From: Howard Jacobson <>
Subject: Unraveling the Mysteries of Human Behavior

Why do smart people self-sabotage their goals and values?

This week's podcast conversation, with Mark Faries, PhD:

Unraveling the Mysteries of Human Behavior

A key role of medical professionals whose job it is to help their patients and clients change, is to frame messages to maximize the odds of desired behaviors. Unfortunately, most medical professionals have been trained to communicate in ways that actually reduce patient self-efficacy by challenging their autonomy and undermining confidence in their competence.

On today's podcast you'll discover how to talk so patients will not only listen, but adopt positive new behaviors and maintain them in the face of ongoing temptation.

Mark Faries, PhD, thinks a lot about why people do what they do. He began his career as an athletic and fitness trainer, and assumed that he could get his clients to do the right thing by telling them clearly and accurately what to do.

And he quickly discovered that people interpret information and instructions in ways that seemed deeply confusing and often irrational. Even something as concrete as relating someone's body fat percentage to them could have vastly different effects, depending on the person.

So Mark dove into the science, studying the intersection of self-image, values, goals, motivations, and their relation to chosen behaviors. In particular, he was curious about the connection between religiosity - specifically the belief that the body is a temple and a divine gift to its inhabitant - and lifestyle decisions.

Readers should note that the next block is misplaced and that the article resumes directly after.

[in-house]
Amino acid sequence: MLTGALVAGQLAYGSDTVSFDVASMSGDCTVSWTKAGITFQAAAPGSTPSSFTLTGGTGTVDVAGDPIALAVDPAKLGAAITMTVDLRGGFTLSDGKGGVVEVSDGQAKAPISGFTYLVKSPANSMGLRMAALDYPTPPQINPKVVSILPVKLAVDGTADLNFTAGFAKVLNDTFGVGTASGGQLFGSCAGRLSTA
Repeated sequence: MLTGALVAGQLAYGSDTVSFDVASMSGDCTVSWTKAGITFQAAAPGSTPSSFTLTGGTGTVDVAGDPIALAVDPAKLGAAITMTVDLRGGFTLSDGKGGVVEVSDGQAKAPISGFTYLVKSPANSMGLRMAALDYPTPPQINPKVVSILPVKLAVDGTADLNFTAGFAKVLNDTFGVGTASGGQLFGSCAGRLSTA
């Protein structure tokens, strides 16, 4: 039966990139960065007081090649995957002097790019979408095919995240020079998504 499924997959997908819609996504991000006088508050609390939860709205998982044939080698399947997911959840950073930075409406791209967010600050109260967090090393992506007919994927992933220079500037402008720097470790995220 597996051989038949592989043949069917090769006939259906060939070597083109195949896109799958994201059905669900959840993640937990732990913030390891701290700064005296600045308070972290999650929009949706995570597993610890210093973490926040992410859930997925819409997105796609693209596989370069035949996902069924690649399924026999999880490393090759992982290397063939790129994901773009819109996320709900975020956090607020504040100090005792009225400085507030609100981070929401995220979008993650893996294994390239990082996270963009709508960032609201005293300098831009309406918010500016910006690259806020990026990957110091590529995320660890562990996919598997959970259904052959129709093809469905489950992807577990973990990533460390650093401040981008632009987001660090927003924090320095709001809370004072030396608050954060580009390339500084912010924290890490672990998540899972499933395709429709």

In our conversation, we explored how emotions can lead to action or inaction. Mark helped me understand the functional differences between guilt and shame, and clarified some of my sloppy thinking about "positive" and "negative" emotions.

We looked at self-conscious emotions, those that trigger an internal review process, and how the urge for self-esteem can function as we see our worth mirrored in the reactions of others.

We also looked at the "Big 5" personality model, and how to tweak health interventions for individuals based on key traits - "precision behavior," as an analog of precision medicine.

Are You a Secret Behavior Nerd?

If you find yourself geeking out on conversations like this podcast episode, where we explore and explain what makes humans tick, and how nuances of language can make the difference in someone taking action or not, or maintaining a new behavior or not - then you might love being a health coach!

If so, I invite you to check out my newest project, the Health Coaches Podcast. Co-host Kevin Davis and I deconstruct the art and science of health coaching, share demo sessions, and interview top health coaches on their practices and philosophies. You can find it wherever podcasts are consumed, and on the web at (I took us a long time to come up with that URL.)

If you'd like to become a certified WellStart Health coach, check out the next bobsled run of our coach training academy at You can watch videos, learn about the curriculum and why it's the best health coach training out there (according to me), and register for an enrollment conversation with me to see if it's a good fit.

Wishing you all the best,